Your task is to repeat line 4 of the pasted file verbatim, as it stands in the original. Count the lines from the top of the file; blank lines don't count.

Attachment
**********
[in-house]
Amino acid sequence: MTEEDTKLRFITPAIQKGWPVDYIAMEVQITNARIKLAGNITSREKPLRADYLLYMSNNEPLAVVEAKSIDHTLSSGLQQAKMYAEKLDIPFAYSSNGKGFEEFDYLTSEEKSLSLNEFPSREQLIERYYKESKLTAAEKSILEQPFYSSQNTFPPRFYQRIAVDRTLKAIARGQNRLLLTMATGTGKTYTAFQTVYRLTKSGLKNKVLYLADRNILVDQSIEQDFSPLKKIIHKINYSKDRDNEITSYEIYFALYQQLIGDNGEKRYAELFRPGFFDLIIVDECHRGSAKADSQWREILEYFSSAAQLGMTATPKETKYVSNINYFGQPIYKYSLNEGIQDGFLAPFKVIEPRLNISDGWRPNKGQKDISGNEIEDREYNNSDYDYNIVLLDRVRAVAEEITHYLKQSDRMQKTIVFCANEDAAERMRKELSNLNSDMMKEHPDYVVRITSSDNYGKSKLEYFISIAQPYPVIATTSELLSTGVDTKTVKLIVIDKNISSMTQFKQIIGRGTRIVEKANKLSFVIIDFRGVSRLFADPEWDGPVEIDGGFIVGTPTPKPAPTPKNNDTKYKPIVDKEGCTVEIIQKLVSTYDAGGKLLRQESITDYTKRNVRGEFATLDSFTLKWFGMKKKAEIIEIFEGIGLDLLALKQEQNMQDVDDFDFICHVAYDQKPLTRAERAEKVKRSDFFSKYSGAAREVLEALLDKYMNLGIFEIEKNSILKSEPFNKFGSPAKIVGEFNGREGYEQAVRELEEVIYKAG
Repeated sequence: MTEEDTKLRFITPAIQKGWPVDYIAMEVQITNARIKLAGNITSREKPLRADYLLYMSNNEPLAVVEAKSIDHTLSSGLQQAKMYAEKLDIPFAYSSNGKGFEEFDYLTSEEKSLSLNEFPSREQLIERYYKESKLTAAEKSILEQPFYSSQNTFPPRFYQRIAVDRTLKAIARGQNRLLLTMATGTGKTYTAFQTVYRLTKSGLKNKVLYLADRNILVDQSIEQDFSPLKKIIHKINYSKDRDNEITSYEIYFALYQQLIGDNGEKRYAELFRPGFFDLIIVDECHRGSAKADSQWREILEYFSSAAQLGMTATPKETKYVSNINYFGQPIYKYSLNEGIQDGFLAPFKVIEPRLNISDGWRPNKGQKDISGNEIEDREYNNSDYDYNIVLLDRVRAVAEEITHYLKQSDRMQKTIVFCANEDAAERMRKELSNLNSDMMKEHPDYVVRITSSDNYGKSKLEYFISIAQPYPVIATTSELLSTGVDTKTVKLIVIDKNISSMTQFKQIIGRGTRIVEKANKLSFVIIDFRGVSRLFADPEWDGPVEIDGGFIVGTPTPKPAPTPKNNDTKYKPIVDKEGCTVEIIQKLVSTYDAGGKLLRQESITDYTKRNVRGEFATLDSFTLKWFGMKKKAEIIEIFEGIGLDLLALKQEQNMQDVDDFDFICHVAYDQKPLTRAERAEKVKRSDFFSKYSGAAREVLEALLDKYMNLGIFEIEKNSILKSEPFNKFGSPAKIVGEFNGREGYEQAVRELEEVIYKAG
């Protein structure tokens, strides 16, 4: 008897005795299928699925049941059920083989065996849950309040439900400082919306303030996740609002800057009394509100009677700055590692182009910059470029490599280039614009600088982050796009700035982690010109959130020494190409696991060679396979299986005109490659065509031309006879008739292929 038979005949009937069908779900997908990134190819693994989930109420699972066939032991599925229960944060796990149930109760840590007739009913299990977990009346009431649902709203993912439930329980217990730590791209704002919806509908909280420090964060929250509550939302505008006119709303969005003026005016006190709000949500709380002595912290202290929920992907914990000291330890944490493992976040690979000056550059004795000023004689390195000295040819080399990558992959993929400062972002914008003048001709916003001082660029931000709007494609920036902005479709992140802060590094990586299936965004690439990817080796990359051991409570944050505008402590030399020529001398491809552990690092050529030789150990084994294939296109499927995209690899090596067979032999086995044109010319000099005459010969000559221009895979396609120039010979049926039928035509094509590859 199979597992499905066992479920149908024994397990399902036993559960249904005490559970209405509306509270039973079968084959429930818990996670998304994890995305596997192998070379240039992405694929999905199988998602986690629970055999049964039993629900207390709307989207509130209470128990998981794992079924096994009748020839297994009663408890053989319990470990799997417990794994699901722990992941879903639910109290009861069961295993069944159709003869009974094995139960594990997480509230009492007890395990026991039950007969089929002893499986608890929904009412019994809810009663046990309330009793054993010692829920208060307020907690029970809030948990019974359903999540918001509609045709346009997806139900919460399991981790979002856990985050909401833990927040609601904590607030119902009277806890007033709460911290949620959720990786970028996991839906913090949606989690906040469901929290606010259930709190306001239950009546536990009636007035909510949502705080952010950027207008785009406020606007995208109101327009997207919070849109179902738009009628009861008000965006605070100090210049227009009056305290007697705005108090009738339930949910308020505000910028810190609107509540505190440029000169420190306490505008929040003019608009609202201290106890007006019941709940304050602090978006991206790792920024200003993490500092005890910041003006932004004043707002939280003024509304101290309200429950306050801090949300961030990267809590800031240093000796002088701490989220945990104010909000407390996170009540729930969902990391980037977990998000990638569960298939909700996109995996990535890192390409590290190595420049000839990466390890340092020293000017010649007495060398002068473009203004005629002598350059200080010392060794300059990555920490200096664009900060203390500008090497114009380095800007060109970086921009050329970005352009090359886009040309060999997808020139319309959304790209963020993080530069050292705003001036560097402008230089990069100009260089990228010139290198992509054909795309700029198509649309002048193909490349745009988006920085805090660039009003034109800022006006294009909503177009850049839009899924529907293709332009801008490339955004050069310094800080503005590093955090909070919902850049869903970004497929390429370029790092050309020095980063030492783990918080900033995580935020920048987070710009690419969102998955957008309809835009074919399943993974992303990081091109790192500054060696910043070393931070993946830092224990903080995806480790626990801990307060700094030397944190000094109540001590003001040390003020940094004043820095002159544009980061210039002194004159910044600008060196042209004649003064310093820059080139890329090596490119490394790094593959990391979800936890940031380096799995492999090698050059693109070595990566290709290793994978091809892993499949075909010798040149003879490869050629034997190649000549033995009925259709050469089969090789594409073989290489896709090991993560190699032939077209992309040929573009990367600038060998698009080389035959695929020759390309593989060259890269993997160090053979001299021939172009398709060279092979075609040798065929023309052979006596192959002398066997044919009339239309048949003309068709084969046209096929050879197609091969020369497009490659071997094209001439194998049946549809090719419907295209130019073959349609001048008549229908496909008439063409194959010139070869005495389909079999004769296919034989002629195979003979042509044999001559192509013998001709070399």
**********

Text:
């Protein structure tokens, strides 16, 4: 008897005795299928699925049941059920083989065996849950309040439900400082919306303030996740609002800057009394509100009677700055590692182009910059470029490599280039614009600088982050796009700035982690010109959130020494190409696991060679396979299986005109490659065509031309006879008739292929 038979005949009937069908779900997908990134190819693994989930109420699972066939032991599925229960944060796990149930109760840590007739009913299990977990009346009431649902709203993912439930329980217990730590791209704002919806509908909280420090964060929250509550939302505008006119709303969005003026005016006190709000949500709380002595912290202290929920992907914990000291330890944490493992976040690979000056550059004795000023004689390195000295040819080399990558992959993929400062972002914008003048001709916003001082660029931000709007494609920036902005479709992140802060590094990586299936965004690439990817080796990359051991409570944050505008402590030399020529001398491809552990690092050529030789150990084994294939296109499927995209690899090596067979032999086995044109010319000099005459010969000559221009895979396609120039010979049926039928035509094509590859 199979597992499905066992479920149908024994397990399902036993559960249904005490559970209405509306509270039973079968084959429930818990996670998304994890995305596997192998070379240039992405694929999905199988998602986690629970055999049964039993629900207390709307989207509130209470128990998981794992079924096994009748020839297994009663408890053989319990470990799997417990794994699901722990992941879903639910109290009861069961295993069944159709003869009974094995139960594990997480509230009492007890395990026991039950007969089929002893499986608890929904009412019994809810009663046990309330009793054993010692829920208060307020907690029970809030948990019974359903999540918001509609045709346009997806139900919460399991981790979002856990985050909401833990927040609601904590607030119902009277806890007033709460911290949620959720990786970028996991839906913090949606989690906040469901929290606010259930709190306001239950009546536990009636007035909510949502705080952010950027207008785009406020606007995208109101327009997207919070849109179902738009009628009861008000965006605070100090210049227009009056305290007697705005108090009738339930949910308020505000910028810190609107509540505190440029000169420190306490505008929040003019608009609202201290106890007006019941709940304050602090978006991206790792920024200003993490500092005890910041003006932004004043707002939280003024509304101290309200429950306050801090949300961030990267809590800031240093000796002088701490989220945990104010909000407390996170009540729930969902990391980037977990998000990638569960298939909700996109995996990535890192390409590290190595420049000839990466390890340092020293000017010649007495060398002068473009203004005629002598350059200080010392060794300059990555920490200096664009900060203390500008090497114009380095800007060109970086921009050329970005352009090359886009040309060999997808020139319309959304790209963020993080530069050292705003001036560097402008230089990069100009260089990228010139290198992509054909795309700029198509649309002048193909490349745009988006920085805090660039009003034109800022006006294009909503177009850049839009899924529907293709332009801008490339955004050069310094800080503005590093955090909070919902850049869903970004497929390429370029790092050309020095980063030492783990918080900033995580935020920048987070710009690419969102998955957008309809835009074919399943993974992303990081091109790192500054060696910043070393931070993946830092224990903080995806480790626990801990307060700094030397944190000094109540001590003001040390003020940094004043820095002159544009980061210039002194004159910044600008060196042209004649003064310093820059080139890329090596490119490394790094593959990391979800936890940031380096799995492999090698050059693109070595990566290709290793994978091809892993499949075909010798040149003879490869050629034997190649000549033995009925259709050469089969090789594409073989290489896709090991993560190699032939077209992309040929573009990367600038060998698009080389035959695929020759390309593989060259890269993997160090053979001299021939172009398709060279092979075609040798065929023309052979006596192959002398066997044919009339239309048949003309068709084969046209096929050879197609091969020369497009490659071997094209001439194998049946549809090719419907295209130019073959349609001048008549229908496909008439063409194959010139070869005495389909079999004769296919034989002629195979003979042509044999001559192509013998001709070399």